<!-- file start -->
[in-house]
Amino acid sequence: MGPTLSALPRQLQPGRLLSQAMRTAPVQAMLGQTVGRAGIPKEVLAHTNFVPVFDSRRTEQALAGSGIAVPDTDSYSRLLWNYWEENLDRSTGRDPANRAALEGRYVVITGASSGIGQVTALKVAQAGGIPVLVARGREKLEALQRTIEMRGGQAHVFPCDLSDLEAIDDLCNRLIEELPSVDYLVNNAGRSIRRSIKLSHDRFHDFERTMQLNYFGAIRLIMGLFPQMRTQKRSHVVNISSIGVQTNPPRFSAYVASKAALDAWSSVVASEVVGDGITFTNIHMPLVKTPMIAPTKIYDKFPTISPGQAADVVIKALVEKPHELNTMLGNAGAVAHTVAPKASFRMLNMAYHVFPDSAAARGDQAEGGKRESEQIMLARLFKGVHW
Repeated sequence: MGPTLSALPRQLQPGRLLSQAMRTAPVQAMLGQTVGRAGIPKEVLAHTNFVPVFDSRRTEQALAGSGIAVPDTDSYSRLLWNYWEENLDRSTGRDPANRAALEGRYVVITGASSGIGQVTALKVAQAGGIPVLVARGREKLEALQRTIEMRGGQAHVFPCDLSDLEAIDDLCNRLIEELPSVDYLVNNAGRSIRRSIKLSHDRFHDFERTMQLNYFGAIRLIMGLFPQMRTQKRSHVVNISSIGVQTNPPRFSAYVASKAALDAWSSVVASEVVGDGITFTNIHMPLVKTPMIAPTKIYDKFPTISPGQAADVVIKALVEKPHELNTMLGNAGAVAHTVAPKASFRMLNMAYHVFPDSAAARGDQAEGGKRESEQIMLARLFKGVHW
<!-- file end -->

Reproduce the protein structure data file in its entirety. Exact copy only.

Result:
[in-house]
Amino acid sequence: MGPTLSALPRQLQPGRLLSQAMRTAPVQAMLGQTVGRAGIPKEVLAHTNFVPVFDSRRTEQALAGSGIAVPDTDSYSRLLWNYWEENLDRSTGRDPANRAALEGRYVVITGASSGIGQVTALKVAQAGGIPVLVARGREKLEALQRTIEMRGGQAHVFPCDLSDLEAIDDLCNRLIEELPSVDYLVNNAGRSIRRSIKLSHDRFHDFERTMQLNYFGAIRLIMGLFPQMRTQKRSHVVNISSIGVQTNPPRFSAYVASKAALDAWSSVVASEVVGDGITFTNIHMPLVKTPMIAPTKIYDKFPTISPGQAADVVIKALVEKPHELNTMLGNAGAVAHTVAPKASFRMLNMAYHVFPDSAAARGDQAEGGKRESEQIMLARLFKGVHW
Repeated sequence: MGPTLSALPRQLQPGRLLSQAMRTAPVQAMLGQTVGRAGIPKEVLAHTNFVPVFDSRRTEQALAGSGIAVPDTDSYSRLLWNYWEENLDRSTGRDPANRAALEGRYVVITGASSGIGQVTALKVAQAGGIPVLVARGREKLEALQRTIEMRGGQAHVFPCDLSDLEAIDDLCNRLIEELPSVDYLVNNAGRSIRRSIKLSHDRFHDFERTMQLNYFGAIRLIMGLFPQMRTQKRSHVVNISSIGVQTNPPRFSAYVASKAALDAWSSVVASEVVGDGITFTNIHMPLVKTPMIAPTKIYDKFPTISPGQAADVVIKALVEKPHELNTMLGNAGAVAHTVAPKASFRMLNMAYHVFPDSAAARGDQAEGGKRESEQIMLARLFKGVHW